Undercover report on advisors full of holes?

Undercover report on advisors full of holes?

Undercover report on advisors full of holes? Last week’s report, Mystery Shopping for Investment Advice, revealed a lot about financial advisors and their state of preparedness for CRM2. The report was a joint initiative of the OSC, IIROC and MFDA and while it suggested there’s a lot of work required between now and July 2016 when the new rules take effect, a closer examination suggests it’s flawed.
The most important point from the report’s findings, which were compiled by an independent market research firm hired by the trio of regulators, is that investors aren’t getting the kind of customer experience they deserve from advisors.

"The quality and value of advice are key considerations in achieving positive investor outcomes. Investors need to be confident that the advice they receive before purchasing financial products and services is of high quality and appropriate for their circumstances,” the report said. “We are all committed to improving the advisory process and the overall experience investors have when seeking investment advice.”

The OSC, IIROC and the MFDA have all laid out what they will do next to ensure investors receive a better client experience when meeting with financial advisors for the first time.

While well and good the 96-page report does have some obvious flaws that can’t be ignored.

Here are the top five.

1. Just one meeting. Out of the 88 shops where there was enough information to assess the client experience, on only one occasion was there more than one meeting. It might be okay to base an entire report on one interaction if you’re mystery shopping for jeans but financial advice would seem to be best evaluated on more frequent interaction.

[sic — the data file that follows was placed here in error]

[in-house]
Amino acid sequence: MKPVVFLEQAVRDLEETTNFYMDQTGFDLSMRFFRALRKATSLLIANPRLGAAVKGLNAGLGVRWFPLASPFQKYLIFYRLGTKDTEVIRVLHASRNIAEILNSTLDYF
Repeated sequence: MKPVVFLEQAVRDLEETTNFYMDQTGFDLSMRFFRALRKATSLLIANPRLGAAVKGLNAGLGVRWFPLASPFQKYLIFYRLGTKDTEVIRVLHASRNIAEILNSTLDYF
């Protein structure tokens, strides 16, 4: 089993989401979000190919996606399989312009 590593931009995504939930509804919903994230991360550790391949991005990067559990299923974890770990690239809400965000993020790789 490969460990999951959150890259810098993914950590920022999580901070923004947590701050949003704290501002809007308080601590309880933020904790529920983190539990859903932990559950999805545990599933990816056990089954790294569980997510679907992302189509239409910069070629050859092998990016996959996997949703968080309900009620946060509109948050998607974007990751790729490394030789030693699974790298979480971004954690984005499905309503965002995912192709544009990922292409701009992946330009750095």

2. Number of advisors. The four platforms – EMD, investment dealer, mutual fund dealer, and portfolio manager – had a total universe of 47,172 advisors. From that the report hoped to sample 150 advisors but only managed to get sufficient data from 88 advisors or less than 1%. The sample size given only one meeting would seem to be far too few.

3. No advisor scenarios. While eight scenarios were developed to reflect typical investor situations, no steps were taken to identify advisors better suited to a particular client scenario. It’s possible that certain shoppers approached advisors who might have been poor choices to begin with.

4. No discussion of compensation. The report found that there wasn’t a discussion of compensation 64% of the time. What it doesn’t say is why. Furthermore, where compensation was discussed (25% of the shops) the advisors were upfront about how they were paid.

5. No comparison shopping. The first of nine conclusions from the report found it was difficult for investors to comparison shop for financial advice, especially on important aspects such as fees and costs. Given no second meetings took place and the report fails to indicate the reasons why fees and costs weren’t discussed, it seems quite a leap to make this the number one conclusion of the mystery shop.